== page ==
Perceived Workplace Incivility among Employees of Faith-Based Firms
The Predictive Role of Emotional Stability and Ethical-Moral Standard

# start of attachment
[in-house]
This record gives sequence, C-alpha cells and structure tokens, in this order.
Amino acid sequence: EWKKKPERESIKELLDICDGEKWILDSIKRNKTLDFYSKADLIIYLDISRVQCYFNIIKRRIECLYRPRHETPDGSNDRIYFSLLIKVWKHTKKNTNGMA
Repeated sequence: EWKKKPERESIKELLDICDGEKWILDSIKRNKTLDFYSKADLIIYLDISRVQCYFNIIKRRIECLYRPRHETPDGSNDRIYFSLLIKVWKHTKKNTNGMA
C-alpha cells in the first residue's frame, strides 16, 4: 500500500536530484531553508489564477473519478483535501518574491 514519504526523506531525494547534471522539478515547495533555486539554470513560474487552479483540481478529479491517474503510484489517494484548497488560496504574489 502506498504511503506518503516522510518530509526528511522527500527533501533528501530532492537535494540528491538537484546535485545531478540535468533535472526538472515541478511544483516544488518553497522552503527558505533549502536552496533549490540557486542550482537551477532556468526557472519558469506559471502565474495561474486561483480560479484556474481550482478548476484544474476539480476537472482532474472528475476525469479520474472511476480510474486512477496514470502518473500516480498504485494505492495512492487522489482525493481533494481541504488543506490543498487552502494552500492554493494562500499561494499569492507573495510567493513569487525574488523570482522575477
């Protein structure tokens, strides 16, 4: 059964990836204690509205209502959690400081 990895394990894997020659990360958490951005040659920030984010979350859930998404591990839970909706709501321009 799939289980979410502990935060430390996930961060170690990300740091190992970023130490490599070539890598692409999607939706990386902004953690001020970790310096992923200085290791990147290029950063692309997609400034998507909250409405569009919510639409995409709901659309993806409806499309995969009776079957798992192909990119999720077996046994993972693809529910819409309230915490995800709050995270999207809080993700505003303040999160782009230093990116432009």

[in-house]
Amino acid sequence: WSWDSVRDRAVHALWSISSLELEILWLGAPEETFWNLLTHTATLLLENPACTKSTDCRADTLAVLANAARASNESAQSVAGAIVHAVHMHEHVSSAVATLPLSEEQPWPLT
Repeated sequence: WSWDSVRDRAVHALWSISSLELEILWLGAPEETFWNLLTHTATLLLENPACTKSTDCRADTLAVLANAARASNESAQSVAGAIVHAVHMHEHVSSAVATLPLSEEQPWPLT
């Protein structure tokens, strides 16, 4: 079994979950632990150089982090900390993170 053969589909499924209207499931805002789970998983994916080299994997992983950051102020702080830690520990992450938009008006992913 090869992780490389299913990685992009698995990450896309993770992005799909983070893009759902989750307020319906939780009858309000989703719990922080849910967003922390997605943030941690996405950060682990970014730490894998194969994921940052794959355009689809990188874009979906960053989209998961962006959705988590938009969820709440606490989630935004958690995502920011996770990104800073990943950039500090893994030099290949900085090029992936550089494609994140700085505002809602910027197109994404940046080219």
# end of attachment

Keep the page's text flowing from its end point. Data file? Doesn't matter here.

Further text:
Workplace incivility is not healthy for both the employers and the employees. Literature search revealed gap in knowledge on the predictive role of emotional stability and ethical-moral standard on perceived workplace incivility. To fill this gap and contribute in obtaining veritable solution to workplace incivility, present study extends the literature on workplace incivility by investigating perceived workplace incivility: the predictive role of emotional stability and ethical-moral standard. Participants were 133 employees (51 males and 82 females) of faith-based firms in Anambra State, selected through the use of total population sampling technique. Their ages ranged from 24 years to 47 years, with a mean age of 35.50 and a standard deviation of 2.18. Workplace Incivility Scale (WIS), Emotional Stability Scale (ESS), and Ethical-Moral Self Inventory (EMSI) were used for data collection. Two hypotheses were tested using multiple regression statistic. Result revealed that only ethical-moral standard significantly and positively predicted workplace incivility at β = .173, p<.05, (n = 133), while emotional stability did not, β = -.007, p>.05, (n = 133). Following these findings, it was recommended that faith-based business owners should be very conscious of how they talk down or neglect the contributions their employees are making. Such omissions could be among what their employees perceive as workplace incivility.